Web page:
For a while now, my photography goal has been on capturing a more energetic, or emotionally resonating type of moment than my earlier style, which was a little more withdrawn, involving distant figures and light architecture. The shift to film allowed me to constantly concentrate on finding the next “worthy” scene to work, as opposed to being held back by the slower perfectionist compositions I was able to create on a digital camera with live view.
Although I spend a long time out and about I am making far fewer images than ever. With high discretion over what I feel is valuable to capture, a roll of 36 shots can represent literal weeks of time spent searching for those moments.
This is quite an oppressive and restrictive way to photograph, but I feel the results are worth the effort. I’m very happy with my recent images, and I definitely feel that the aesthetic, and stories I want to tell, are moving in the right direction.
I think a balance can be found in the incorporation of a snapshot workflow alongside my more serious photography. The line between snapshot and a serious image can feel arbitrary, but to me it’s important to have a clear distinction regarding what I want to achieve with an image.
A serious image to me will be the emotional cornerstone to a story; it will contain the characters, or gesture, or moment, or aesthetic that resonates most with me, and hopefully my audience. A snapshot can include any of these things, but to a lesser extent. I will take less time over creating these, and when curating treat them as their own little contextual collection rather than seeing any individual image as having merit by itself (although to others it may very well). They feel like B roll, and it can be freeing to “care less” about the overall image and go for the gist of the scene.
I think my extreme focus on the “bigger picture” of finding those main significant images means I’ll sometimes overlook the smaller details, despite including them as often as possible in compositions I care about. A detail on it’s own, isolated from context, doesn’t make the best image in my opinion – but it can provide context to other images, which is a utility I’ve only recently started to take advantage of.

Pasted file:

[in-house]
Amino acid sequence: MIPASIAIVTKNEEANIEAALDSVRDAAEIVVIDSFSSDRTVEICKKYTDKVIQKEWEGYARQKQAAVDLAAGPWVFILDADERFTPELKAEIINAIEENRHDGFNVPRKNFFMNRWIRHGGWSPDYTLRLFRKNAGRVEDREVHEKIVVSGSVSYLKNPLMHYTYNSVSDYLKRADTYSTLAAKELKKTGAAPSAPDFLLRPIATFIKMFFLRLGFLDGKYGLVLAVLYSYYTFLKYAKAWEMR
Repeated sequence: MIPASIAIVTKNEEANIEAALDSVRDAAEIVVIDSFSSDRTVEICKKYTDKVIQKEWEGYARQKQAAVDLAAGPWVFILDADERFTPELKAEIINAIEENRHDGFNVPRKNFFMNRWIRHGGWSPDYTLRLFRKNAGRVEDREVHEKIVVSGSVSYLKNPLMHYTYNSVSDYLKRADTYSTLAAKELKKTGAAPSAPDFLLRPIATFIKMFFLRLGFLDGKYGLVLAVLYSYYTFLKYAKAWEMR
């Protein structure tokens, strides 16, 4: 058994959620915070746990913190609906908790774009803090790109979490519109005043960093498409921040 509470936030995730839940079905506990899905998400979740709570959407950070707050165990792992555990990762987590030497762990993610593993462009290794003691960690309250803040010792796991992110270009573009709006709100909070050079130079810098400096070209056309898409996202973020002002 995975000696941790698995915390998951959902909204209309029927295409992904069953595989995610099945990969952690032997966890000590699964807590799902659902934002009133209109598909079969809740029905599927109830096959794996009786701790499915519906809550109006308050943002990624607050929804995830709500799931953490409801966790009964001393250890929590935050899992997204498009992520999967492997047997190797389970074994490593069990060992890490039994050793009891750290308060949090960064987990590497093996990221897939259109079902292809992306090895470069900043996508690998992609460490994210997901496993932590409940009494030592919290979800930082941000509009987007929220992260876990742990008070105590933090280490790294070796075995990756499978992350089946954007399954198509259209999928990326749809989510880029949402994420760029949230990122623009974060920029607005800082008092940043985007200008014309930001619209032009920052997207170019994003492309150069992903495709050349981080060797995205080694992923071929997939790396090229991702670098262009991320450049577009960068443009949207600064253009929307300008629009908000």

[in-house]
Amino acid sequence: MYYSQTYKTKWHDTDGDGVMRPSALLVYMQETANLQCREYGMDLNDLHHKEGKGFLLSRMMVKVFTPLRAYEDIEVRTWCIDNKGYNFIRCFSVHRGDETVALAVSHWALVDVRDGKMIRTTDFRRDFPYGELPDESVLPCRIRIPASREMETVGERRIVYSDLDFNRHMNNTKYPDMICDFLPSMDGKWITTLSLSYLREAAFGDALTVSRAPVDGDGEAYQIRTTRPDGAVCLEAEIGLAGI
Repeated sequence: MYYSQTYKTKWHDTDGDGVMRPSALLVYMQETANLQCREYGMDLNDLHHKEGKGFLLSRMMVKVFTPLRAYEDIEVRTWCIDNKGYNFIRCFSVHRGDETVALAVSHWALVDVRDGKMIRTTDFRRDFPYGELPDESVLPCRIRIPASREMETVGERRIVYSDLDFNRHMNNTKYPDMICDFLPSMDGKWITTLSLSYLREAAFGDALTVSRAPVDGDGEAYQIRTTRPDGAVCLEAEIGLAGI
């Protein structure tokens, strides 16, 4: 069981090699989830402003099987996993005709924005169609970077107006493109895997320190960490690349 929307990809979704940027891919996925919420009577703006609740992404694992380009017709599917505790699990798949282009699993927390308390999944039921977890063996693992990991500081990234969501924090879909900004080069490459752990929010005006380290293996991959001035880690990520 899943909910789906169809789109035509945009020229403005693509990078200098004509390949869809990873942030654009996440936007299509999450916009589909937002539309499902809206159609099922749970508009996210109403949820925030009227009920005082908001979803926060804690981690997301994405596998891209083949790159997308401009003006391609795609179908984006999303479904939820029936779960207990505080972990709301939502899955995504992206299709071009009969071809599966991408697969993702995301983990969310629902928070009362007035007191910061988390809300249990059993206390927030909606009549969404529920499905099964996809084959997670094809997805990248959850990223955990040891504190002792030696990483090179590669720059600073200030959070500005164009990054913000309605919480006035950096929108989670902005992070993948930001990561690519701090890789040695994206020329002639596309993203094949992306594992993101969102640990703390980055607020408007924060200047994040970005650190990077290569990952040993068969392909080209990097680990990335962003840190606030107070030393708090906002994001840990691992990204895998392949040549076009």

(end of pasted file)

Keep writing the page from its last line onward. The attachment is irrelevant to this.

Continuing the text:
Snapshot photography is probably the most prevalent form of popular photography – everything from Snapchat to (unfortunately in my opinion) the rise of civilian and professional snapshot journalism; as such I wanted to make as much of an effort to distance myself from this style. However, whether this prevalence is indicative of any erosion of “quality” I have managed to find a rough use for it in my own work, and am now figuring out the best way to implement it into my methodology.
Snapshot photography today has such potential for immediate and practical applications, especially in communication. I use the ability to instantly send communicative information — like landmarks — over social media when meeting up with people or to take visual notes in the supermarket. This is all photography but at its most basic level, direct, non-artistic, quick-paced communication of an idea to be immediately disposed of upon use.
This affects my perception of a snapshot moment. A wide angle lens, colour, and a more direct, single idea per frame direction seems to be the best approach.
My solution has been to dedicate my Olympus XA (formerly Rollei 35AFM), which is always in my shirt pocket, to these snapshot mentality photographs, whether that’s a neat detail, a personal photograph, or something part of a larger project. It almost always carries colour film, and is essentially the only thing I use for colour film photographs these days.
This bypasses my concerns over saving film, which were prevalent towards the start of my shooting on film, but have become less and less as time has gone on, and I’ve become better at nailing shots on the first try.
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The choice of colour film varies – Kodak Portra 400 is an excellent all-rounder, and Pro Image 100 is good for sunny weather. Even the more “fun” films like Cinestill 50D have found their place in this workflow, and I especially enjoyed using it for snapshots while in New York over summer 2019.
The Olympus XA provides a forceful breath of fresh air from my black and white standard, and the 35mm offers a wider field of view than I’ll normally consider shooting. Together this makes me work differently enough that I really feel my mindset change when I shoot with this setup.
I’ve started to make an effort to set aside time to “allow” myself to make snapshots. Even if it’s only half an hour out of my daily walk I feel that allocating specifically towards snapshots gives me permission to take my attention from other things, and is a good exercise to train my eye to find more interesting compositions incorporating these aspects.
I’ve even found that I mind less about imperfections in the technical details of these images. I’ve never been one to care too much about correct exposure, but framing and focus are usually essential. However as the purpose of these images is not to speak for themselves but to operate alongside other images there is less of an emphasis on creating something perfect and more an attempt to convey the real essence.
I also allow these snapshots to adhere to fewer of the other aesthetic limitations I impose – things like cars, baseball caps, writing, are less important here than when I work more seriously.
By allowing myself to enjoy these otherwise imperfect images I am also able to go back and see merit in some of my old work, and to repurpose photographs I would have never considered publishing previously.
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